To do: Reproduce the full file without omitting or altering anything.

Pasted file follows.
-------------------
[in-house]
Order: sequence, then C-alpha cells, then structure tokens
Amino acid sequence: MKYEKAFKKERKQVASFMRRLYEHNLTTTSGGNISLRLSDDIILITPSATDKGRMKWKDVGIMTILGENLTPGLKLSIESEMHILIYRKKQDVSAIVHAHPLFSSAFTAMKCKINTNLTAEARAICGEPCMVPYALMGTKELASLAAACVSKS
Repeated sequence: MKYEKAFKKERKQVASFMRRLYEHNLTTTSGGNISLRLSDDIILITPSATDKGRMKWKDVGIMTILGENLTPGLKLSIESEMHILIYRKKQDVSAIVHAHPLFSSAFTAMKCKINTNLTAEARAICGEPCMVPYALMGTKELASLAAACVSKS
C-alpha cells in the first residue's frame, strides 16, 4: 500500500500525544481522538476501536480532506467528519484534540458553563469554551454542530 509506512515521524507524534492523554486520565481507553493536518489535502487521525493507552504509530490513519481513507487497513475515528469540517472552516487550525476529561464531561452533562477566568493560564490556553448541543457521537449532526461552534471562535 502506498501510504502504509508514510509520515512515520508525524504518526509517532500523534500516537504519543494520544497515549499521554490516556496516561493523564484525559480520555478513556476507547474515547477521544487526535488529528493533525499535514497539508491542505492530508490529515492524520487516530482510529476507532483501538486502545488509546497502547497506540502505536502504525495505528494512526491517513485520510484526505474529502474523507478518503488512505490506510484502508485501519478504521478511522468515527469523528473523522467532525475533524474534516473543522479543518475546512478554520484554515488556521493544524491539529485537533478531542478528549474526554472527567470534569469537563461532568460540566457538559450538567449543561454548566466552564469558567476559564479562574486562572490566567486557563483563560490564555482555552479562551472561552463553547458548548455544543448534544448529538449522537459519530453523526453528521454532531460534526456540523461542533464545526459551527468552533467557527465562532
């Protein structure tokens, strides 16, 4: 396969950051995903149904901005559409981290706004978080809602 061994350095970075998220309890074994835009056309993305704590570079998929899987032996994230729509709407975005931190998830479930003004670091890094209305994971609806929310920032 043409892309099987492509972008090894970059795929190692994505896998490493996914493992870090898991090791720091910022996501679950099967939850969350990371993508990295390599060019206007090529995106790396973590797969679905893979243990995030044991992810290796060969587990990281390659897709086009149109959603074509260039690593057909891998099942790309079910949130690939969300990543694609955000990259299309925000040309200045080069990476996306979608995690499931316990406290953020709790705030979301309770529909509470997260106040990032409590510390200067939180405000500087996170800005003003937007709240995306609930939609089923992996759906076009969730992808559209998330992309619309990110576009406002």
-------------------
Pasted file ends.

[in-house]
Order: sequence, then C-alpha cells, then structure tokens
Amino acid sequence: MKYEKAFKKERKQVASFMRRLYEHNLTTTSGGNISLRLSDDIILITPSATDKGRMKWKDVGIMTILGENLTPGLKLSIESEMHILIYRKKQDVSAIVHAHPLFSSAFTAMKCKINTNLTAEARAICGEPCMVPYALMGTKELASLAAACVSKS
Repeated sequence: MKYEKAFKKERKQVASFMRRLYEHNLTTTSGGNISLRLSDDIILITPSATDKGRMKWKDVGIMTILGENLTPGLKLSIESEMHILIYRKKQDVSAIVHAHPLFSSAFTAMKCKINTNLTAEARAICGEPCMVPYALMGTKELASLAAACVSKS
C-alpha cells in the first residue's frame, strides 16, 4: 500500500500525544481522538476501536480532506467528519484534540458553563469554551454542530 509506512515521524507524534492523554486520565481507553493536518489535502487521525493507552504509530490513519481513507487497513475515528469540517472552516487550525476529561464531561452533562477566568493560564490556553448541543457521537449532526461552534471562535 502506498501510504502504509508514510509520515512515520508525524504518526509517532500523534500516537504519543494520544497515549499521554490516556496516561493523564484525559480520555478513556476507547474515547477521544487526535488529528493533525499535514497539508491542505492530508490529515492524520487516530482510529476507532483501538486502545488509546497502547497506540502505536502504525495505528494512526491517513485520510484526505474529502474523507478518503488512505490506510484502508485501519478504521478511522468515527469523528473523522467532525475533524474534516473543522479543518475546512478554520484554515488556521493544524491539529485537533478531542478528549474526554472527567470534569469537563461532568460540566457538559450538567449543561454548566466552564469558567476559564479562574486562572490566567486557563483563560490564555482555552479562551472561552463553547458548548455544543448534544448529538449522537459519530453523526453528521454532531460534526456540523461542533464545526459551527468552533467557527465562532
């Protein structure tokens, strides 16, 4: 396969950051995903149904901005559409981290706004978080809602 061994350095970075998220309890074994835009056309993305704590570079998929899987032996994230729509709407975005931190998830479930003004670091890094209305994971609806929310920032 043409892309099987492509972008090894970059795929190692994505896998490493996914493992870090898991090791720091910022996501679950099967939850969350990371993508990295390599060019206007090529995106790396973590797969679905893979243990995030044991992810290796060969587990990281390659897709086009149109959603074509260039690593057909891998099942790309079910949130690939969300990543694609955000990259299309925000040309200045080069990476996306979608995690499931316990406290953020709790705030979301309770529909509470997260106040990032409590510390200067939180405000500087996170800005003003937007709240995306609930939609089923992996759906076009969730992808559209998330992309619309990110576009406002």